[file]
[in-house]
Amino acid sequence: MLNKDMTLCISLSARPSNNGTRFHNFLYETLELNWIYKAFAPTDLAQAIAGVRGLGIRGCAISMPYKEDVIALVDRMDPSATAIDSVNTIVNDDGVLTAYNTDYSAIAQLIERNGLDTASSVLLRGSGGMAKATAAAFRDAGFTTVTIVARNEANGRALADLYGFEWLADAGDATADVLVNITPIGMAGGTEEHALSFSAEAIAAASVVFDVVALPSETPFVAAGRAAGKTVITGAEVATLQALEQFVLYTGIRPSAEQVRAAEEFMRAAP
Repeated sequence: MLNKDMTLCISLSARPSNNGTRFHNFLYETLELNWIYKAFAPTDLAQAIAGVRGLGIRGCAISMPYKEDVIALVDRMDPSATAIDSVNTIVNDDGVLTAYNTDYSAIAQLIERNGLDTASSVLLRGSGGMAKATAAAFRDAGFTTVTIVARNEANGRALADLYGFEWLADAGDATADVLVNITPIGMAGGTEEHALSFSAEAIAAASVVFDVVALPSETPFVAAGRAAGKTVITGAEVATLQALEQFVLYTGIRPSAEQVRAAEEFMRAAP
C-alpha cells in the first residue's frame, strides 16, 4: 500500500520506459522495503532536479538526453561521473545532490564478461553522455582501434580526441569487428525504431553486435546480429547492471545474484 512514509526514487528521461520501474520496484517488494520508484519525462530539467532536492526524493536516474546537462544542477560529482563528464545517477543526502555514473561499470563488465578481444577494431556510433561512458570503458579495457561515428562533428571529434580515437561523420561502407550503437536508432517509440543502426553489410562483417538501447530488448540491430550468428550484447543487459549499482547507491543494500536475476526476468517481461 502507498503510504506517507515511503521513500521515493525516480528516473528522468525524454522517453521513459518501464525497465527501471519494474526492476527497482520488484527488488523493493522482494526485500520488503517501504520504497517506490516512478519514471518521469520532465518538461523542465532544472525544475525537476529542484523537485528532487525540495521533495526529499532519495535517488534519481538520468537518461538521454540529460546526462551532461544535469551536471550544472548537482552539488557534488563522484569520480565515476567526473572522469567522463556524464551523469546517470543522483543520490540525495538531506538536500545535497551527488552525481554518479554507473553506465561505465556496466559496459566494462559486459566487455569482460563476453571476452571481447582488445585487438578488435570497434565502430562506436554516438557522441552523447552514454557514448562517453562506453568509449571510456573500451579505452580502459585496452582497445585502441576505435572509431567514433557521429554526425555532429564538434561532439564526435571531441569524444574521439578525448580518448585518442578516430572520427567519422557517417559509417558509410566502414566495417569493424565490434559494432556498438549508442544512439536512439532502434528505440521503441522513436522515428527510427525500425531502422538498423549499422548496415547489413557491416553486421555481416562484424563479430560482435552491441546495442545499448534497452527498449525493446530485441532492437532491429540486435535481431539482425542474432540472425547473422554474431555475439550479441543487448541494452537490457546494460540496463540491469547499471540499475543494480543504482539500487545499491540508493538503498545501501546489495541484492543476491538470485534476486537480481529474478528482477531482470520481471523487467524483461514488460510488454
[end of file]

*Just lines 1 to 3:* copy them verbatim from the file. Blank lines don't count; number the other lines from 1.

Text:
[in-house]
Amino acid sequence: MLNKDMTLCISLSARPSNNGTRFHNFLYETLELNWIYKAFAPTDLAQAIAGVRGLGIRGCAISMPYKEDVIALVDRMDPSATAIDSVNTIVNDDGVLTAYNTDYSAIAQLIERNGLDTASSVLLRGSGGMAKATAAAFRDAGFTTVTIVARNEANGRALADLYGFEWLADAGDATADVLVNITPIGMAGGTEEHALSFSAEAIAAASVVFDVVALPSETPFVAAGRAAGKTVITGAEVATLQALEQFVLYTGIRPSAEQVRAAEEFMRAAP
Repeated sequence: MLNKDMTLCISLSARPSNNGTRFHNFLYETLELNWIYKAFAPTDLAQAIAGVRGLGIRGCAISMPYKEDVIALVDRMDPSATAIDSVNTIVNDDGVLTAYNTDYSAIAQLIERNGLDTASSVLLRGSGGMAKATAAAFRDAGFTTVTIVARNEANGRALADLYGFEWLADAGDATADVLVNITPIGMAGGTEEHALSFSAEAIAAASVVFDVVALPSETPFVAAGRAAGKTVITGAEVATLQALEQFVLYTGIRPSAEQVRAAEEFMRAAP